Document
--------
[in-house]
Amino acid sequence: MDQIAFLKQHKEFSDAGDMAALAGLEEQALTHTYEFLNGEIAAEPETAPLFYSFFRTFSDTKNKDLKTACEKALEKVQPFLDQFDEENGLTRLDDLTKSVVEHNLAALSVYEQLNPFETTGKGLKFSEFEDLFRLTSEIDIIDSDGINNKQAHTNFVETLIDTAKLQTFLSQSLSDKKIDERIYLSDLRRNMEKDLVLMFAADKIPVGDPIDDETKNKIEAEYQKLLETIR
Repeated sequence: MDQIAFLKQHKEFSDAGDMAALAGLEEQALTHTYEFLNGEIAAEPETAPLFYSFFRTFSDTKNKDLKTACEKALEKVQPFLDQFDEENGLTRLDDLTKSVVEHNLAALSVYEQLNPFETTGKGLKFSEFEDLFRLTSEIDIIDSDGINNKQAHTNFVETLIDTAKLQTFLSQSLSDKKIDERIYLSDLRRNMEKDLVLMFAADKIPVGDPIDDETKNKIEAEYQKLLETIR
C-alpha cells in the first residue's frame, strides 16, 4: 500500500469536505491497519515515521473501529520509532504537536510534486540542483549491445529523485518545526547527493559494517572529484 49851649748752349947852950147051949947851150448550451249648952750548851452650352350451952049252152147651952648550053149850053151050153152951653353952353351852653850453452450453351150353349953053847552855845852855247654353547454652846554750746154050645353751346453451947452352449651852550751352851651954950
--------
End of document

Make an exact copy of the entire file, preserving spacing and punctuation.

[in-house]
Amino acid sequence: MDQIAFLKQHKEFSDAGDMAALAGLEEQALTHTYEFLNGEIAAEPETAPLFYSFFRTFSDTKNKDLKTACEKALEKVQPFLDQFDEENGLTRLDDLTKSVVEHNLAALSVYEQLNPFETTGKGLKFSEFEDLFRLTSEIDIIDSDGINNKQAHTNFVETLIDTAKLQTFLSQSLSDKKIDERIYLSDLRRNMEKDLVLMFAADKIPVGDPIDDETKNKIEAEYQKLLETIR
Repeated sequence: MDQIAFLKQHKEFSDAGDMAALAGLEEQALTHTYEFLNGEIAAEPETAPLFYSFFRTFSDTKNKDLKTACEKALEKVQPFLDQFDEENGLTRLDDLTKSVVEHNLAALSVYEQLNPFETTGKGLKFSEFEDLFRLTSEIDIIDSDGINNKQAHTNFVETLIDTAKLQTFLSQSLSDKKIDERIYLSDLRRNMEKDLVLMFAADKIPVGDPIDDETKNKIEAEYQKLLETIR
C-alpha cells in the first residue's frame, strides 16, 4: 500500500469536505491497519515515521473501529520509532504537536510534486540542483549491445529523485518545526547527493559494517572529484 49851649748752349947852950147051949947851150448550451249648952750548851452650352350451952049252152147651952648550053149850053151050153152951653353952353351852653850453452450453351150353349953053847552855845852855247654353547454652846554750746154050645353751346453451947452352449651852550751352851651954950